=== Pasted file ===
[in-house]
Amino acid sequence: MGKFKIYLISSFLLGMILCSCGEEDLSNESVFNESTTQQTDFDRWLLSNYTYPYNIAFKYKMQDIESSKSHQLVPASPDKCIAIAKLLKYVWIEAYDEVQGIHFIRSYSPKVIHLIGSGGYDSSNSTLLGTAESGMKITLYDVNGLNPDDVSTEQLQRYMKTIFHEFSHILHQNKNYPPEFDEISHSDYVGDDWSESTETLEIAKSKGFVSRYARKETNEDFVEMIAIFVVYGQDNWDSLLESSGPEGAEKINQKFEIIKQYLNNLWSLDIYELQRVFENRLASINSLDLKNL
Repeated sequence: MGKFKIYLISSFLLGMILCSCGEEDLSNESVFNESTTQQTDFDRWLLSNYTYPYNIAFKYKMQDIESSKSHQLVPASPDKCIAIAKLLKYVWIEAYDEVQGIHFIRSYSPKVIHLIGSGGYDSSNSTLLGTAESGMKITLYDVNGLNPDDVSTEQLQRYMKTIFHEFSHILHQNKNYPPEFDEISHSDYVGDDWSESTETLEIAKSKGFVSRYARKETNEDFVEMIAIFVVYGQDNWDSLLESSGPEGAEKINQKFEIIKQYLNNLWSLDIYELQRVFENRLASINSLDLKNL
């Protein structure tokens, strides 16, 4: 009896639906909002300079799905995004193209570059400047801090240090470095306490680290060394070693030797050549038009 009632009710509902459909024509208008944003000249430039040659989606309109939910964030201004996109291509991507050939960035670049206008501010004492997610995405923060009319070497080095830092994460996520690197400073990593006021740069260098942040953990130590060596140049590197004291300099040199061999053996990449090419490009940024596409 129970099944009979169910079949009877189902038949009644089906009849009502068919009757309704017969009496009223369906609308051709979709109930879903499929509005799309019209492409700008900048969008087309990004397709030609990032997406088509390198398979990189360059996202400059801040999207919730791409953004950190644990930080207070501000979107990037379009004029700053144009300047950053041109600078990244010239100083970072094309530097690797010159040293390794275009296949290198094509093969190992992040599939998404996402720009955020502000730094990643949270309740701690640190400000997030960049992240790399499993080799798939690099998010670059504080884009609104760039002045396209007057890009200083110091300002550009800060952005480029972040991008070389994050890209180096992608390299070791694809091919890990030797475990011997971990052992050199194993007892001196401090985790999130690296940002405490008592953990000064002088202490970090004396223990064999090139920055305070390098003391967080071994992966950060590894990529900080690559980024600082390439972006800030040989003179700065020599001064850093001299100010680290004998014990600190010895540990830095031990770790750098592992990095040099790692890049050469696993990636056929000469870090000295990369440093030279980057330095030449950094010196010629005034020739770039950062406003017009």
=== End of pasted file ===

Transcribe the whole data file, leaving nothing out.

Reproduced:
[in-house]
Amino acid sequence: MGKFKIYLISSFLLGMILCSCGEEDLSNESVFNESTTQQTDFDRWLLSNYTYPYNIAFKYKMQDIESSKSHQLVPASPDKCIAIAKLLKYVWIEAYDEVQGIHFIRSYSPKVIHLIGSGGYDSSNSTLLGTAESGMKITLYDVNGLNPDDVSTEQLQRYMKTIFHEFSHILHQNKNYPPEFDEISHSDYVGDDWSESTETLEIAKSKGFVSRYARKETNEDFVEMIAIFVVYGQDNWDSLLESSGPEGAEKINQKFEIIKQYLNNLWSLDIYELQRVFENRLASINSLDLKNL
Repeated sequence: MGKFKIYLISSFLLGMILCSCGEEDLSNESVFNESTTQQTDFDRWLLSNYTYPYNIAFKYKMQDIESSKSHQLVPASPDKCIAIAKLLKYVWIEAYDEVQGIHFIRSYSPKVIHLIGSGGYDSSNSTLLGTAESGMKITLYDVNGLNPDDVSTEQLQRYMKTIFHEFSHILHQNKNYPPEFDEISHSDYVGDDWSESTETLEIAKSKGFVSRYARKETNEDFVEMIAIFVVYGQDNWDSLLESSGPEGAEKINQKFEIIKQYLNNLWSLDIYELQRVFENRLASINSLDLKNL
């Protein structure tokens, strides 16, 4: 009896639906909002300079799905995004193209570059400047801090240090470095306490680290060394070693030797050549038009 009632009710509902459909024509208008944003000249430039040659989606309109939910964030201004996109291509991507050939960035670049206008501010004492997610995405923060009319070497080095830092994460996520690197400073990593006021740069260098942040953990130590060596140049590197004291300099040199061999053996990449090419490009940024596409 129970099944009979169910079949009877189902038949009644089906009849009502068919009757309704017969009496009223369906609308051709979709109930879903499929509005799309019209492409700008900048969008087309990004397709030609990032997406088509390198398979990189360059996202400059801040999207919730791409953004950190644990930080207070501000979107990037379009004029700053144009300047950053041109600078990244010239100083970072094309530097690797010159040293390794275009296949290198094509093969190992992040599939998404996402720009955020502000730094990643949270309740701690640190400000997030960049992240790399499993080799798939690099998010670059504080884009609104760039002045396209007057890009200083110091300002550009800060952005480029972040991008070389994050890209180096992608390299070791694809091919890990030797475990011997971990052992050199194993007892001196401090985790999130690296940002405490008592953990000064002088202490970090004396223990064999090139920055305070390098003391967080071994992966950060590894990529900080690559980024600082390439972006800030040989003179700065020599001064850093001299100010680290004998014990600190010895540990830095031990770790750098592992990095040099790692890049050469696993990636056929000469870090000295990369440093030279980057330095030449950094010196010629005034020739770039950062406003017009």